The Press as Pest?

November 8th, 2010 by Stuart White

By Stuart White

One of the chief ironies of being a journalist reporting on pests is that in the eyes of many people, the press is itself a pest.  In the course of reporting on obnoxious bar behavior for an earlier post, one bartender answered this reporter’s question about the most obnoxious thing he’d seen in the bar with, “You, buddy.  You take the cake.”

Granted, the question came in the middle of a field goal attempt in which the gentleman seemed highly invested, but the encounter and others like it underscore an important truth: the public doesn’t much care for the old Fourth Estate.

In the wake of the midterm elections, the time seemed right to send out a survey checking up on people’s faith in the press, specifically it’s ability to report fairly on politics.  The results, somewhat surprisingly, weren’t as grim as one might imagine.

In general, the survey’s respondents were very media-savvy.  Only three of the 35 said they didn’t follow the news, and all but eight reported getting their news from multiple sources.

Despite recent dire studies, about 71% of the survey’s 35 respondents ranked their trust of the media as a four or five on a five-point scale.  One respondent, whose trust of the media only warranted a three, drew a distinction between print and television media outlets.

“If by mainstream, we’re talking about NYT, WSJ, WaPo and print pubs in general, I definitely ‘trust’ them,” said the respondent.  “It’s not that I don’t distrust cable news as much as I find it ineffective at best, and biased at worst. I don’t find it misleading, however.”

According to the respondent, much of the responsibility falls to the audience.  “Every news consumer should take ownership of what they read/watch and understand the outlet’s context,” they said.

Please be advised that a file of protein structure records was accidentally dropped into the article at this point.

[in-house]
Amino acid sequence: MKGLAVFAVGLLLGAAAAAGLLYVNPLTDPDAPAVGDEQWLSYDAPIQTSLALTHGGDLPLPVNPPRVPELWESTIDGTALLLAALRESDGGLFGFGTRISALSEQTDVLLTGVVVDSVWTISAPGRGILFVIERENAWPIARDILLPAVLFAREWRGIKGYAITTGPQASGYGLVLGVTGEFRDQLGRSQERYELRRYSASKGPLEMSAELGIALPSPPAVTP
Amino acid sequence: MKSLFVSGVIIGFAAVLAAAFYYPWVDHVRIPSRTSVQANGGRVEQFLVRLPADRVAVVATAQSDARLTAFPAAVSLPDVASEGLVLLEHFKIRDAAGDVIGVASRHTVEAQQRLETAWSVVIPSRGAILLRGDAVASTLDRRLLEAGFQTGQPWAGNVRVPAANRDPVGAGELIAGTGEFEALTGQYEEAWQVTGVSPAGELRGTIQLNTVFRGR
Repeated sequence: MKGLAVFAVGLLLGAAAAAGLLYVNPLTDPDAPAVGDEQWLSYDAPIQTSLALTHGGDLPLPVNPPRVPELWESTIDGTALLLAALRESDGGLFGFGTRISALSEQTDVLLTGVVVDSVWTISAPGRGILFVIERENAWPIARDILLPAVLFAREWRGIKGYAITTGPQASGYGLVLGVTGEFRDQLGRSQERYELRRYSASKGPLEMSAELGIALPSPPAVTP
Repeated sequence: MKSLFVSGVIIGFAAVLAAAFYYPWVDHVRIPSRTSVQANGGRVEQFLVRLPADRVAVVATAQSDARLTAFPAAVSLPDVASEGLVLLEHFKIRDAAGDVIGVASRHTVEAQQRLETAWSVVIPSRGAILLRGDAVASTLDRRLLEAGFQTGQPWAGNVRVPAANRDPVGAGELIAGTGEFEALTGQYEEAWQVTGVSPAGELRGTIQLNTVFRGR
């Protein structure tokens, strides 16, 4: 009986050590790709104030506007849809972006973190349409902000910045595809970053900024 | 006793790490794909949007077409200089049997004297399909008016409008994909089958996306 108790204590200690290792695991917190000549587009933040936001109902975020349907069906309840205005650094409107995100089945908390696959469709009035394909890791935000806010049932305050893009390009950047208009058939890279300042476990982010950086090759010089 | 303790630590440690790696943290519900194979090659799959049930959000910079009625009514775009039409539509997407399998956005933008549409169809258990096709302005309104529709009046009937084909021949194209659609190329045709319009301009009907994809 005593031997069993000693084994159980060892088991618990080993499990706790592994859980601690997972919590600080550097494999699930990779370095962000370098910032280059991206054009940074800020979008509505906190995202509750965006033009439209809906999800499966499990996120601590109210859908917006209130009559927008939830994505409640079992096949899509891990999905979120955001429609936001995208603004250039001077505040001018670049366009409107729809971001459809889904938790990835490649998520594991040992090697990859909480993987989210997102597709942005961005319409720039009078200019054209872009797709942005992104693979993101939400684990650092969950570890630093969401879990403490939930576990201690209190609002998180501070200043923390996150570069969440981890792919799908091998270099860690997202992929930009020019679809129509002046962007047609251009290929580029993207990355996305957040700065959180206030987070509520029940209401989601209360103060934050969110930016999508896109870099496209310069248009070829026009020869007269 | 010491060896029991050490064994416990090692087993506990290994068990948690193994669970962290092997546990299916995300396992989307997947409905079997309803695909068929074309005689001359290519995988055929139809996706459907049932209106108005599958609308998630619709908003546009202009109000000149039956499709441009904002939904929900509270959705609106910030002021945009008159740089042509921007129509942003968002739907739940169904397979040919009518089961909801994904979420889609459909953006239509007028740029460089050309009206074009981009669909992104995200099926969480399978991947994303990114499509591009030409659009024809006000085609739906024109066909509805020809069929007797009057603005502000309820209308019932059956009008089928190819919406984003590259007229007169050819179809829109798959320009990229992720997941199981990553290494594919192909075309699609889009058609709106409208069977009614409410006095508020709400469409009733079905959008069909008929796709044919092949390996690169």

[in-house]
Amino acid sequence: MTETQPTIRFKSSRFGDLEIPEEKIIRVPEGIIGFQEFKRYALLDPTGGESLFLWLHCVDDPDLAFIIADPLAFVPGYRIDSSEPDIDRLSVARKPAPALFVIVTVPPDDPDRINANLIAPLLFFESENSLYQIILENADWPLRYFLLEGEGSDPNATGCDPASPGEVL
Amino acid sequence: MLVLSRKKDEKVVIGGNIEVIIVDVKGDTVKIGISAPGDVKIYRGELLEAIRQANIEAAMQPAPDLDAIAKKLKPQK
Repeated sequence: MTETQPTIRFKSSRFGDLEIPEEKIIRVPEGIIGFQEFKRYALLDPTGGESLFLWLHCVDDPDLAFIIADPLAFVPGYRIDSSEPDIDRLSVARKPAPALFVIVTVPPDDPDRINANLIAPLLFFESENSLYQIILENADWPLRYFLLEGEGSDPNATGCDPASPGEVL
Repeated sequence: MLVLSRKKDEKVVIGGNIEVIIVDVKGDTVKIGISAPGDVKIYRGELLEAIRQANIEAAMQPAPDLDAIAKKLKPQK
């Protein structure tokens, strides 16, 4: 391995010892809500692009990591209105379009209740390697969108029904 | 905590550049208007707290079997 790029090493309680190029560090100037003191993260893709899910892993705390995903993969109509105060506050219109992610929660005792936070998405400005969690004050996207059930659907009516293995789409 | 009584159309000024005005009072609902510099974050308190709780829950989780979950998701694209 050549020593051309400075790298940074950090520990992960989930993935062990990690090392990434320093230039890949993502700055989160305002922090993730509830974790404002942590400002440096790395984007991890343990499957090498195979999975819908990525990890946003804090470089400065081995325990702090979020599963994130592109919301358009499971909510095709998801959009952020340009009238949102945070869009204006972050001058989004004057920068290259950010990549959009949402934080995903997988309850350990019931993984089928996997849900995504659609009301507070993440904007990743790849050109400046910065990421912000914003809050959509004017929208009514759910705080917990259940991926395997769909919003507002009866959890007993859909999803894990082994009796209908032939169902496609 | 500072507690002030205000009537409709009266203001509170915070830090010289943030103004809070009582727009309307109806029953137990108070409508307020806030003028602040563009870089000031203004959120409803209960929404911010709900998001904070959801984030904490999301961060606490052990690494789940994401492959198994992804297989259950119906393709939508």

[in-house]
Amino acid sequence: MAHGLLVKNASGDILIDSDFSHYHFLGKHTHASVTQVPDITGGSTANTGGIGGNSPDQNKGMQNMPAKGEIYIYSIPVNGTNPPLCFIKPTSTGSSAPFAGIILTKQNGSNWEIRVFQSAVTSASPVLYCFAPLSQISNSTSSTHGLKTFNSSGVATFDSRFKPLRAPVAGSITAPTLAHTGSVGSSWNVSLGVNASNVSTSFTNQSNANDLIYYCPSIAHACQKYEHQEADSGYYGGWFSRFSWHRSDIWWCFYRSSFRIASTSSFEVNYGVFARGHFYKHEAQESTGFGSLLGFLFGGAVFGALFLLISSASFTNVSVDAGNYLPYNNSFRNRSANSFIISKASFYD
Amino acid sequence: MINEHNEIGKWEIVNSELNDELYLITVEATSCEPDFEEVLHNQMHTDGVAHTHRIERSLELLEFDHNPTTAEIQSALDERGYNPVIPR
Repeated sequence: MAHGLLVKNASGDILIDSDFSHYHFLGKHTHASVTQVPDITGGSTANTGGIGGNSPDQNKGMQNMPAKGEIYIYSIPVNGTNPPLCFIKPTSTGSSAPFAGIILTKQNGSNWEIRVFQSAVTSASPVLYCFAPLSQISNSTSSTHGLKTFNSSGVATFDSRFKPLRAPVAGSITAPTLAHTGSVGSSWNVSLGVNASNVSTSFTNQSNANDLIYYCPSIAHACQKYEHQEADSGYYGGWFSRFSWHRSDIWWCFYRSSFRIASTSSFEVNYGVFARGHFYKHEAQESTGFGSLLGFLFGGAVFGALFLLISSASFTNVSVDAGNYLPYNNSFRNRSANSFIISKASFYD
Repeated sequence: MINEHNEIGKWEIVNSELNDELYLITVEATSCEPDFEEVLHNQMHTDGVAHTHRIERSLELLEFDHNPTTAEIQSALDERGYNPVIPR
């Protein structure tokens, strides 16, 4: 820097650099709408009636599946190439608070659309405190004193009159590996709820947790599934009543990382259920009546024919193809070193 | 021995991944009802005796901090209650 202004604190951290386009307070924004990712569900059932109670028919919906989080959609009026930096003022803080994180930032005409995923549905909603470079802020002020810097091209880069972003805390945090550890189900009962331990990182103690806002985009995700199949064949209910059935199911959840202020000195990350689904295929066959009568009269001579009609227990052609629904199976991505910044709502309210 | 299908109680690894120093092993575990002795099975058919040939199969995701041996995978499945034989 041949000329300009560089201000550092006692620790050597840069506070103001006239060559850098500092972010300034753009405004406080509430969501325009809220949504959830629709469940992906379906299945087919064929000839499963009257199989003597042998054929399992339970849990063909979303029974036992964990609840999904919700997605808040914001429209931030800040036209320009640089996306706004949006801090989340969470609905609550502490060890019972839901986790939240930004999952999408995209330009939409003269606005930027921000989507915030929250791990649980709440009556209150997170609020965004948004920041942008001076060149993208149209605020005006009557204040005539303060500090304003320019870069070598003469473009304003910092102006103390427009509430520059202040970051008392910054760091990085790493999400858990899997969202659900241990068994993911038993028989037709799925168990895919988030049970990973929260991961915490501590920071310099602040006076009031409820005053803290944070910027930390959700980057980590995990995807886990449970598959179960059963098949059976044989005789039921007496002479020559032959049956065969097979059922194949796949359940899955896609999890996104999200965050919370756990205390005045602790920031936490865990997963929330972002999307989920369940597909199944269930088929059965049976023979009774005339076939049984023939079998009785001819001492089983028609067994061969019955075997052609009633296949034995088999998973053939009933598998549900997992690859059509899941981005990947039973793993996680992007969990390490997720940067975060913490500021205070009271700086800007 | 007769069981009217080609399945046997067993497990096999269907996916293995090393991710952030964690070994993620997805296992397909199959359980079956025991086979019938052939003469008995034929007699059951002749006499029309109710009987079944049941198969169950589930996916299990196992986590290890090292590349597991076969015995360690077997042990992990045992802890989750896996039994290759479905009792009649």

However, despite the sample’s overall trust of the media, only one respondent described the media’s coverage of politics as “just right.”  The remainder described the media as “too biased” (41%), “too trivial” (26%), “too impulsive” (24%), or “too pervasive” (9%).

These concerns existed on both sides of the political aisle.  Of the sample’s four self-identified conservative voters, concerns about media bias, impulsiveness and triviality mirrored that of the rest of the respondents’.

One conservative respondent even saw media bias as having a direct impact on the electoral process, saying, “It absolutely changes the minds of voters.”  Another respondent called the media “purposefully polarizing.”

While respondents expressed a variety of views, the consensus seemed to be that the media tends to focus on political extremes rather than measured debate, and despite the group’s overall trust of the media, most of the respondents’ comments were tempered with criticism.

What’s the peskiest aspect of the media?  One respondent put it best, saying, “I think the debate is important, but it’s that ‘one step beyond’ factor that starts to aggravate.”

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